[Serabian, John.] "Text: CIA Official Assesses Information Warfare Threat." 7 Dec. 1998. https://www.cia.gov.
Serabian is chief of the CIA's Critical Technologies Group. This item is text of a speech he gave on 7 December 1998 at a "Defense Week" conference. In the speech, he argues that "information warfare has the potential to deal a crippling blow to our national security if we do not take strong measures to counter it."
Sergeev, Evgeny. Russian Military Intelligence in the War with Japan, 1904-05: Secret Operations on Land and at Sea. New York: Routledge, 2008.
Peake, Studies 53.4 (Dec. 2009), finds that this work "uses Russian primary sources that became available after the collapse of the Soviet Union and Japanese sources that have not appeared in English." The author "makes evident why Soviet military intelligence had the upper hand in foreign intelligence in the early years of the Soviet Union. Sergeev has produced a fine history of the intelligence war and the lessons the Soviets learned."
Sergueiev, Lily. Secret Service Rendered. London: Kimber, 1968.
According to Constantinides, Sergeyev was the XX agent codenamed Treasure, who was used in the pre-D-Day invasion deception. The reasons for Masterman's exasperation with Treasure show up in this book, which is more concerned with personal relationships than with the intelligence being passed by the Allies to mislead the Germans.
Serov, Ivan A. "Work With Walk-ins." Studies in Intelligence 8, no. 1 (Winter 1964): 16-47.
This article purports to have been "adapted from one of several on Soviet intelligence doctrine written by high-ranking officers of the GRU." The article reflects a change in GRU policy from hands-off walk-ins to receiving and assessing them. Serov headed the NKVD from 1954, and took over as GRU chief in 1958.
Serrano, Richard A. "Privatize the C.I.A.? Radical Idea Being Considered." New York Times, 26 Mar. 1995, A1, A16.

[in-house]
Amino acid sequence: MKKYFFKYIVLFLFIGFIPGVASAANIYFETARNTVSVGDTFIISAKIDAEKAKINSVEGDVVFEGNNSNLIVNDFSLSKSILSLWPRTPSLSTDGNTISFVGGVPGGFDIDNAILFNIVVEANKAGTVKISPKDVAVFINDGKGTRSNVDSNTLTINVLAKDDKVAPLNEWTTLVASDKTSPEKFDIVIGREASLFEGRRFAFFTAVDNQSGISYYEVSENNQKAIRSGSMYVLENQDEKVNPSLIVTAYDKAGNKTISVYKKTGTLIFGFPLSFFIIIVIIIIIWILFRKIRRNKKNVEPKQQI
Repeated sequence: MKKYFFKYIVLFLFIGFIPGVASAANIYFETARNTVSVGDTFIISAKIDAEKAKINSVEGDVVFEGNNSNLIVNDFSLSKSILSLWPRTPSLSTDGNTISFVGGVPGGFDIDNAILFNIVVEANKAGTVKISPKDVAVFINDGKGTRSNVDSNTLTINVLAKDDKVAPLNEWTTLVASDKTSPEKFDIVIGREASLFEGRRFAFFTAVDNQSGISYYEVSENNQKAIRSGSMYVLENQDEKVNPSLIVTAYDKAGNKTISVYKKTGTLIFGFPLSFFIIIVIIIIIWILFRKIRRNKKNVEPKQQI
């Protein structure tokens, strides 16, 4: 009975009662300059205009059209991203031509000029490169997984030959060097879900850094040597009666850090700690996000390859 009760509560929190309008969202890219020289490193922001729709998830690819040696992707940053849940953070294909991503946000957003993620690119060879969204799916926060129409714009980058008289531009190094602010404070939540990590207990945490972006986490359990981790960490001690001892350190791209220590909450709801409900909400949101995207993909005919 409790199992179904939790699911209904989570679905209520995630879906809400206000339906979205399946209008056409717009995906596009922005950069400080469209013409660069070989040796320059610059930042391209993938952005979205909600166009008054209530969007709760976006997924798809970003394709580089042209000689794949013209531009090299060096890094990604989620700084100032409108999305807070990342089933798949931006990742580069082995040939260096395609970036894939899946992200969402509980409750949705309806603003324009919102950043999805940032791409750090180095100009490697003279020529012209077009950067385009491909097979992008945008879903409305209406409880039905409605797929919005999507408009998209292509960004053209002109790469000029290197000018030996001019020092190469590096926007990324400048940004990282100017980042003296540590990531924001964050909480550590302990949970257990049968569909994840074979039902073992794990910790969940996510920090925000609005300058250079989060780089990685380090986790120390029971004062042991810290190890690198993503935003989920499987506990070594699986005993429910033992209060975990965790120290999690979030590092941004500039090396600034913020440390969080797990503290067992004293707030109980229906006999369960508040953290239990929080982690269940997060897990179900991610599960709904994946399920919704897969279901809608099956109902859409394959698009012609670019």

Service, Robert. Spies and Commissars: The Early Years of the Russian Revolution. New York: PublicAffairs, 2012.
Goulden, Washington Times, 23 Jul. 2012, and Intelligencer 19.2 (Summer-Fall 2012), says that the author "delves into recently declassified British intelligence archives to add rich and very readable details of the cross-plotting" between the West and the Bolshevik government.
Sessions, William S. [FBI Diresctor 1987-1993]
1. "Counterintelligence Challenges in a Changing World." FBI Law Enforcement Bulletin, Sep. 1991, 1-4.
Proquest: "Improved diplomatic relations do not necessarily decrease the foreign intelligence threat.... The need for a heightened awareness by all US citizens is examined."
2. "The Evolving Threat. Meeting the Counter-intelligence Challenges of the 1990s: A Strategic Issue Facing Our Nation." American Intelligence Journal 10, no. 2 (1989): 19-23.
Setzenkorn, Eric. "Open Source Information and the Office of Naval Intelligence in Japan, 1905-1920." International Journal of Intelligence and CounterIntelligence 27, no. 2 (Summer 2014): 368-386.
"The final agreement of the Washington Naval Conference stands as further testimony to the accurate reporting of the ONI's naval attachés."
Sewell, Bevan. "The Pragmatic Face of the Covert Idealist: The Role of Allen Dulles in US Policy Discussions on Latin America, 195361." Intelligence and National Security 26, no. 2 & 3 (Apr.-Jun. 2011): 269-290.